Episode 18: How Motors Work


Episode 18: How Motors Work

This show is all about motors. 4-Stroke & 2-Stroke motors. The kind we all use on our motorcycles.  In this show we describe the important components in a motor (we’ve done shows detailing most of these components you can refer to), and how they interact to complete the strokes that keep a motor turning.  Make sure to follow along with our outline below, and look at the reference videos, pictures and links to really get a good understanding of what we’re talking about. It’s very hard to understand this topic without seeing a video depicting how the components interact.


Jacob O’Neal’s ‘How a Car Engine Works’ animations:
This website has some amazingly designed animated GIF’s showing how motors work. While they’re specifically about car motors, this definitely helps illustrate what we’re talking about. I’m posting the images below since they are freely available online. All credit goes to Jacob O’Neal. Click on the images below to view them full size.









How 4-Stroke engines work by Mercury Marine:


How 2-Stroke engines work by How Stuff Works:

Show Notes & Outline

An engine needs 3 things to run:
1) Mixture
2) Compression
3) Spark

4 Stroke Motors:
1) SUCK – Intake
2) SQUEEZE – Compression
3) BURN – Power
4) BLOW – Exhaust

Components in a 4-stroke motor:

  • Carburetor(s)
  • Head
  • Valves
  • Cam(s)
  • Combustion chamber
  • Ignition system
  • Piston(s)
  • Connecting rod(s)
  • Crankshaft
  • Exhaust

How it works:

Intake Stroke:
The intake valve opens as the piston goes down
Creating a vacuum, draws mixture from the carburetor thru the head and into the cylinder
The intake valve closes as the piston reaches the bottom of the stroke

Compression Stroke:
Both the intake and exhaust valves are closed
The piston travels upward compressing the mixture to the combustion chamber

Power Stroke:
Valves remain closed
A spark from the spark plug ignites the compressed mixture
The burning gases expand, pushing the piston down with force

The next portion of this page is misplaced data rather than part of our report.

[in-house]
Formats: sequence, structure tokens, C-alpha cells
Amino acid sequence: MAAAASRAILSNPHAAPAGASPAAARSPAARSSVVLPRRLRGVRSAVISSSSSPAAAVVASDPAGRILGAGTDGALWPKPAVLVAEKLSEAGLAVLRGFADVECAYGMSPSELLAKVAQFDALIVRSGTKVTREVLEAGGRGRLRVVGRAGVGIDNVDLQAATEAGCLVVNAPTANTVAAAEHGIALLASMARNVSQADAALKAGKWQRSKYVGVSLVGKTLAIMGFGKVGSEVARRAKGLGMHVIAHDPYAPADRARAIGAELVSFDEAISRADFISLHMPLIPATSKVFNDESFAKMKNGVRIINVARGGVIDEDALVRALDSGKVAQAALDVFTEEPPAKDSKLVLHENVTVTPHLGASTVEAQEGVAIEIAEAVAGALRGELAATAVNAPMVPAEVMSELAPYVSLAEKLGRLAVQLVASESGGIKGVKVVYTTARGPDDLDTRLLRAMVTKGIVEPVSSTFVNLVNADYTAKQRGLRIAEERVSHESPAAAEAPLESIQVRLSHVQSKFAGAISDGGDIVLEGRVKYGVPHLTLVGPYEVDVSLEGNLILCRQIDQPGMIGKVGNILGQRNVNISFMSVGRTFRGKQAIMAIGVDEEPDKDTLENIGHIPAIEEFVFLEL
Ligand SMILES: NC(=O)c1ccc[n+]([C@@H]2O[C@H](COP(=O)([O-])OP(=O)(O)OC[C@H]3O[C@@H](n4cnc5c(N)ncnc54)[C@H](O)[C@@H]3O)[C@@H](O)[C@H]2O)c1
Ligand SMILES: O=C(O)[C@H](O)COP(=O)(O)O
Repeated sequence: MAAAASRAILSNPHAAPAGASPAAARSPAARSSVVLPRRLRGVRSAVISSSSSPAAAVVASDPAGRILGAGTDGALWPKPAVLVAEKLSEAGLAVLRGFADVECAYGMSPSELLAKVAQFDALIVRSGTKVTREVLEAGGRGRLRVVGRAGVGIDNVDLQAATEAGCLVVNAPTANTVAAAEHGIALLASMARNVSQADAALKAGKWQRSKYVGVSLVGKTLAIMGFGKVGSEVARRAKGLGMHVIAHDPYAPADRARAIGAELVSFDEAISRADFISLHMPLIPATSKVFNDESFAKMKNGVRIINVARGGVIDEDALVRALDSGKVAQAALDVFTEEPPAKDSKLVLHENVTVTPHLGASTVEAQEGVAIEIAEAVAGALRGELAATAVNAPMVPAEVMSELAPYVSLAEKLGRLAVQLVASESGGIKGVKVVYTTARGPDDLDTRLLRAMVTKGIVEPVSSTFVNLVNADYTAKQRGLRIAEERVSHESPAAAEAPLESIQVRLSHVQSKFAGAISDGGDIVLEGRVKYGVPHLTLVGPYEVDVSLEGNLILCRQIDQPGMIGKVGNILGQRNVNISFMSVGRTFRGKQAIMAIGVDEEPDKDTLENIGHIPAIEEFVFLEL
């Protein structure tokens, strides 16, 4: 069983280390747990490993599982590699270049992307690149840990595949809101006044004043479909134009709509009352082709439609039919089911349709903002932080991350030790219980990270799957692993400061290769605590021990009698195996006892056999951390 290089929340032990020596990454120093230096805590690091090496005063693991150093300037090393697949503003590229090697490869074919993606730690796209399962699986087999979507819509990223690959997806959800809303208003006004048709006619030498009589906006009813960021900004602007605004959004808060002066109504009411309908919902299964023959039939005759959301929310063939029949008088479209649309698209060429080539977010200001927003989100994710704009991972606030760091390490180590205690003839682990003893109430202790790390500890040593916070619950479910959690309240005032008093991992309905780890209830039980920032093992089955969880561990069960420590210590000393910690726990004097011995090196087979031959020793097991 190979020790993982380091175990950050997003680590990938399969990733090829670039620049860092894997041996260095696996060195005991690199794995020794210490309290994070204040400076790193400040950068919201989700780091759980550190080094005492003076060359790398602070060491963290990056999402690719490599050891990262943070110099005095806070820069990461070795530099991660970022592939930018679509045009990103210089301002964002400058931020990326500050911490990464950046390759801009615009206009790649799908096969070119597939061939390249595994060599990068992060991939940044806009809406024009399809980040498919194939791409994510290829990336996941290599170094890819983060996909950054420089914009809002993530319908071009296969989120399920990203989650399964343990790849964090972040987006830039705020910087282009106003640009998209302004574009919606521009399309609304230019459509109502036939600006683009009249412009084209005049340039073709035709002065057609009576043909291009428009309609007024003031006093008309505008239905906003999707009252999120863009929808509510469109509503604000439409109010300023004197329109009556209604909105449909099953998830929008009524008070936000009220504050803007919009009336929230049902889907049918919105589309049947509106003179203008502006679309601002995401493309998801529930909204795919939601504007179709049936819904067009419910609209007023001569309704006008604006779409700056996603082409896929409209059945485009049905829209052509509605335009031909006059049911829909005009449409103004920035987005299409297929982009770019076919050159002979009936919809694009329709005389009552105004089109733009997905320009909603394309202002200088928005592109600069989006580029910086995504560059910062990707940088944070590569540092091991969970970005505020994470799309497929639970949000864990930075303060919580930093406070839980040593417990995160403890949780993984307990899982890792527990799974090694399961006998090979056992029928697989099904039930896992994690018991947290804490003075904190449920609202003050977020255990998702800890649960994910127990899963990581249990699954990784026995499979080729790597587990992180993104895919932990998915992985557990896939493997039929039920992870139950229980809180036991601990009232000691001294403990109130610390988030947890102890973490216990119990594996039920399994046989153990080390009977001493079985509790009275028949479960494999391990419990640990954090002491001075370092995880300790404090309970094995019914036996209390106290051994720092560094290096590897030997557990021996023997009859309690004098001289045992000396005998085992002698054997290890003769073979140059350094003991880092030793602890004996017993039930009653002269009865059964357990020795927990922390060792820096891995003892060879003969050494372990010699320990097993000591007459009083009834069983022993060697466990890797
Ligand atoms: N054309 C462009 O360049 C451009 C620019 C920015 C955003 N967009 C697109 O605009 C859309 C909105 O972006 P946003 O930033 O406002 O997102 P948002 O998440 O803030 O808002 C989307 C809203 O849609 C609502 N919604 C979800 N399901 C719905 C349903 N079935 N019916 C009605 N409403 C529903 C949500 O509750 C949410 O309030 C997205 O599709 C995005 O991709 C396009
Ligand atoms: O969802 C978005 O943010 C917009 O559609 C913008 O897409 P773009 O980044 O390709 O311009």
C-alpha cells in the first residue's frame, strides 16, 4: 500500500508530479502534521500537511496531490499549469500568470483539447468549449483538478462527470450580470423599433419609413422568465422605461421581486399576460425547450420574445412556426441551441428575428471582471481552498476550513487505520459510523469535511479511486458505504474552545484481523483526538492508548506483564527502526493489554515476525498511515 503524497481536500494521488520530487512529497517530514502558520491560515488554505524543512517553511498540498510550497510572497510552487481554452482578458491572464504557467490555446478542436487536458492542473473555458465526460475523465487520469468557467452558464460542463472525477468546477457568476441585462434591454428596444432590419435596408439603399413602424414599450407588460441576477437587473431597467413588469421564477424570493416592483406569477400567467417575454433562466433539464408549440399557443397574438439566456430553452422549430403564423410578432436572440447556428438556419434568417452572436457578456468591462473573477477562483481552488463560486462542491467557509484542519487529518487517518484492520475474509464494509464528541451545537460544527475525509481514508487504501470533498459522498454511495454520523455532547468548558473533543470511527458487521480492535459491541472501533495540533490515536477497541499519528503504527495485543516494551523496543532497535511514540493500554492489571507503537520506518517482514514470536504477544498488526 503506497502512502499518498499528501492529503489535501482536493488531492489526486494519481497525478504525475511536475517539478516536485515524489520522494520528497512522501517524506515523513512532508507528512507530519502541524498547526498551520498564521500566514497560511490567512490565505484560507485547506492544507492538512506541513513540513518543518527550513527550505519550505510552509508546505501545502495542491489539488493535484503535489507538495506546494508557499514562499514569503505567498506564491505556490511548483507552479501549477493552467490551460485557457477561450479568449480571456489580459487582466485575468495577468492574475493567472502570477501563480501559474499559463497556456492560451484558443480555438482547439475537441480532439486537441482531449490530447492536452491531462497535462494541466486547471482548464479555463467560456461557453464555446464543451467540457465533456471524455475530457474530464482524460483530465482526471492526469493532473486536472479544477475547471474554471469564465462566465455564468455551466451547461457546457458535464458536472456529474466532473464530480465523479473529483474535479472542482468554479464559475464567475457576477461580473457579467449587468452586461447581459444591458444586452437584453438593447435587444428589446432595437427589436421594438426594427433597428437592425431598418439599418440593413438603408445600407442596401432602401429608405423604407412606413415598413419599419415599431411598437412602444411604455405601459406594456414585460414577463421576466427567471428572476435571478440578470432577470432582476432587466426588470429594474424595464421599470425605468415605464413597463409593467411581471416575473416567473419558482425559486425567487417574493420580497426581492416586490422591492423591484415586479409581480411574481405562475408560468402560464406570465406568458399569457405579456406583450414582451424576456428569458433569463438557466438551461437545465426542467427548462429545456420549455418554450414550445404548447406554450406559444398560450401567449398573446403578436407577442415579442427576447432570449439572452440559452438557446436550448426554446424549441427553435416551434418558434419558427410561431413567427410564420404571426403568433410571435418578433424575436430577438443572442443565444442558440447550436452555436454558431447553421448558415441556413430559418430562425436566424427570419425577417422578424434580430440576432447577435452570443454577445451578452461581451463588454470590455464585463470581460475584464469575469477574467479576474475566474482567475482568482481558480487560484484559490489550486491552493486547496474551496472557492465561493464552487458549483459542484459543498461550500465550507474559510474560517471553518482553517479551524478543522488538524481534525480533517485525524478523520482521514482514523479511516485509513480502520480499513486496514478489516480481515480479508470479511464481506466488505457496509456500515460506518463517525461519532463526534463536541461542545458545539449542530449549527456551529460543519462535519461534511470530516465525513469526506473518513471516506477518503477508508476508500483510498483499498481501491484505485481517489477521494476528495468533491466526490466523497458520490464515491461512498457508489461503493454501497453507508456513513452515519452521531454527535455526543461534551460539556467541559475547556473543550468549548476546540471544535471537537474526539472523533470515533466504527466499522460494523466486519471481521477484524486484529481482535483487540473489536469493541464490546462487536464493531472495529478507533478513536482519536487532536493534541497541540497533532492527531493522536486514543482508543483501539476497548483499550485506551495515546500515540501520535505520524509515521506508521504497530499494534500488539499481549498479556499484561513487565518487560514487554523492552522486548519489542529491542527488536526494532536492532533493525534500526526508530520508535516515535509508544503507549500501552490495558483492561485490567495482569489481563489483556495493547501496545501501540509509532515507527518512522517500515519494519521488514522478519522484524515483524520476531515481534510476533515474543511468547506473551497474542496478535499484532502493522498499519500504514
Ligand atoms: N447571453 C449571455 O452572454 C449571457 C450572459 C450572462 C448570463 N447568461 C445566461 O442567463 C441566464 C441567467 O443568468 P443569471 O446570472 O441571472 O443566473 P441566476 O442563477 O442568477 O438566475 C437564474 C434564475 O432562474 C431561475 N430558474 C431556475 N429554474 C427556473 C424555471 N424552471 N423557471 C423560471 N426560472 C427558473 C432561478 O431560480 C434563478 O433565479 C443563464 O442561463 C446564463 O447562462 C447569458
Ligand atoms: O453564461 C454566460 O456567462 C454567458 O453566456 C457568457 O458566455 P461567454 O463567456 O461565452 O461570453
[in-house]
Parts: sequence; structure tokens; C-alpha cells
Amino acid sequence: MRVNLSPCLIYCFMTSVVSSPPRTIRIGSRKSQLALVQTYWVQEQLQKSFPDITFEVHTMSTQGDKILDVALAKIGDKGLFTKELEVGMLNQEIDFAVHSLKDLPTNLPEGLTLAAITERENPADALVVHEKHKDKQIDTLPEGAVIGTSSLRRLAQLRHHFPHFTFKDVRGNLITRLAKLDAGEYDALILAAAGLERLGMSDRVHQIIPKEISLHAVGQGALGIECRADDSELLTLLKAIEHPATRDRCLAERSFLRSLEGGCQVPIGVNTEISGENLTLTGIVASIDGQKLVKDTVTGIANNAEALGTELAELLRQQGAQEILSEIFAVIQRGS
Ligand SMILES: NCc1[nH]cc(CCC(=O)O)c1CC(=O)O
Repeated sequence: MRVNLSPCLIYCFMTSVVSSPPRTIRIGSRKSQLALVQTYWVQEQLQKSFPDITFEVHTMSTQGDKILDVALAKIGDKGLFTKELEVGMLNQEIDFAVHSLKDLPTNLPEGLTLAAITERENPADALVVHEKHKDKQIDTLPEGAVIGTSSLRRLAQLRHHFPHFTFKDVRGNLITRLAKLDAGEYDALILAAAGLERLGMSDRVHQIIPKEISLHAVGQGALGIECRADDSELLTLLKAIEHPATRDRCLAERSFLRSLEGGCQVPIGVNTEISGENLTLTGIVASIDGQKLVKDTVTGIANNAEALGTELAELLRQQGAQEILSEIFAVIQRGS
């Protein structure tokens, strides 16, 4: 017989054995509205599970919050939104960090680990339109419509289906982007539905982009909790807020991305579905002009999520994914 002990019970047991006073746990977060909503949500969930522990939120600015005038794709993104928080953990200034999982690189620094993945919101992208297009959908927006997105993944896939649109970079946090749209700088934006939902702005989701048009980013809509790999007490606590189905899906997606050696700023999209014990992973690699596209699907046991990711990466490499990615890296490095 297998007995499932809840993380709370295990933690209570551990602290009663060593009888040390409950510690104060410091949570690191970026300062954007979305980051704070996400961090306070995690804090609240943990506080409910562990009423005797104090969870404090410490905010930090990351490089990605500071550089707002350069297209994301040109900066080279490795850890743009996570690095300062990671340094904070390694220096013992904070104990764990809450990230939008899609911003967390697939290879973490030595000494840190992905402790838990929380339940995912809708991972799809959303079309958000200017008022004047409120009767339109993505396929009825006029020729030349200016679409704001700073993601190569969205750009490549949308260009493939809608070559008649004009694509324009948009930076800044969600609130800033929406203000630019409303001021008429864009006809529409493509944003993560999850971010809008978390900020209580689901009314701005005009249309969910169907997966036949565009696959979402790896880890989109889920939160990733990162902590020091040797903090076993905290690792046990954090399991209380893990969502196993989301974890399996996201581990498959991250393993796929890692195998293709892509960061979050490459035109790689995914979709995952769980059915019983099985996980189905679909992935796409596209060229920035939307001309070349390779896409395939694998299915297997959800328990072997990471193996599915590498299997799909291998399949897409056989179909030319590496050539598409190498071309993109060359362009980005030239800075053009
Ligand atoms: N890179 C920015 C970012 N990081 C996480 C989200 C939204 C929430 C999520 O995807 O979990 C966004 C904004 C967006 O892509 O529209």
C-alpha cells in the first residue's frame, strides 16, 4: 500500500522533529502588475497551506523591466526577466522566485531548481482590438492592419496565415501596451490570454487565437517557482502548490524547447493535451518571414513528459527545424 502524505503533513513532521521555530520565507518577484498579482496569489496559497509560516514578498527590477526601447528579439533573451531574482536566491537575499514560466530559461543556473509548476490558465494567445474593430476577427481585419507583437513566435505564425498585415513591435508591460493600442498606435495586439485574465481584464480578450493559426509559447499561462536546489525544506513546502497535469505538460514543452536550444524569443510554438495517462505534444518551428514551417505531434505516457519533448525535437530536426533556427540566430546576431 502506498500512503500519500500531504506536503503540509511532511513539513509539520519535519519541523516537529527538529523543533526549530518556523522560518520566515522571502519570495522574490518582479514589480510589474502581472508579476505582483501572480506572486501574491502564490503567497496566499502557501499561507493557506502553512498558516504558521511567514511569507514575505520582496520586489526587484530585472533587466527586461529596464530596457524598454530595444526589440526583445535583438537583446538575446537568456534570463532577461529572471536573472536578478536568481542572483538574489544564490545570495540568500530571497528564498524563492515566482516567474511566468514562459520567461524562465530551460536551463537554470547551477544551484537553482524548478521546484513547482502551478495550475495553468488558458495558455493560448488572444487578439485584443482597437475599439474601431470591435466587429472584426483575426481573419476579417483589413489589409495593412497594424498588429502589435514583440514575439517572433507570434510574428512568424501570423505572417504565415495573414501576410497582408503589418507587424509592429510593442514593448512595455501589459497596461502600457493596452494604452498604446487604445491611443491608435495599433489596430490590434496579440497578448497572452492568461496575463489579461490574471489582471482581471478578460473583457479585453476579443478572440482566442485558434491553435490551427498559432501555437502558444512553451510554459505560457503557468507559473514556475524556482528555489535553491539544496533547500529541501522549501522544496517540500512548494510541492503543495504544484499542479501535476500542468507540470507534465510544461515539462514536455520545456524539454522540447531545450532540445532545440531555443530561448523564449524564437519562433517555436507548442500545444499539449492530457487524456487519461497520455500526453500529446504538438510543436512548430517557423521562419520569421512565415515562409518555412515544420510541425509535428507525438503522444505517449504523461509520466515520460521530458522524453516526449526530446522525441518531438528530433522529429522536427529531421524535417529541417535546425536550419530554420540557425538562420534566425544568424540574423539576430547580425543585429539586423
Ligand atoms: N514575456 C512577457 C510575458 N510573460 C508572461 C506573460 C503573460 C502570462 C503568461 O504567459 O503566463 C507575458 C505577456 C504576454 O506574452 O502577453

Exhaust Stroke:
The exhaust valve opens as the piston goes up
Burnt gases are blown out of the cylinder thru the head and out the exhaust pipe
The exhaust valve closes as the piston reaches the top of the stroke

Then the process starts over again.

2 Stroke Motors:

No valves
No heads
Fires once per revolution
Few moving parts
No oil in the crankcase
Piston acts as valves

Components in a 2-Stroke Motor:
Intake port
Reed valve
Ignition system
Combustion chamber
Exhaust port
Connecting rod

Mixture – Air/Gas/Oil:
Oil in the mixture lubricates and cools moving parts
Premix or oil injection from separate oil tank
Mixture from carburetor fills the case

How it works:
With mixture in the case and the piston at the top of the stroke after a spark
Piston travels down exposing exhaust port releasing most of the burnt gases
As the piston travels farther down it pressurizes the case and exposes a path from the case allowing mixture to enter the cylinder

As the piston travels up it forces more burnt gases out and closes the passage to the case
The vacuum the piston creates opens the reed valve drawing more mixture into the case
The piston moves up more blocking the exhaust and compresses the mixture
When the piston reaches the top of the stroke the spark plug fires and ignites the compressed mixture
Forcing the piston back down closing the reed valve and starting the process over again

One comment
  1. Jeff

    Good episode guys. I especially enjoyed the 2-stroke explanation & discussion – never really looked into this engine before.

    In regards to exhaust- I never understood how going from a 4 into 4 to a 4 into 1 exhaust would improve engine performance either- that is until I read the Cafe Racer Guide by Jim March you posted. “Here’s why there’s a performance boost:
    Take the case of a twin (two-cylinder). Set up right, when the exhaust pulse from one cylinder hits the
    merge point, the pulse from the other cylinder is just starting. Once past the merge point the first
    cylinder’s pulse literally pulls the pulse from the other cylinder. And when that one clears the merge,
    the cycle starts again. Same with triples and four-bangers.” I thought that was pretty cool.

Leave a Reply

Your email address will not be published. Required fields are marked *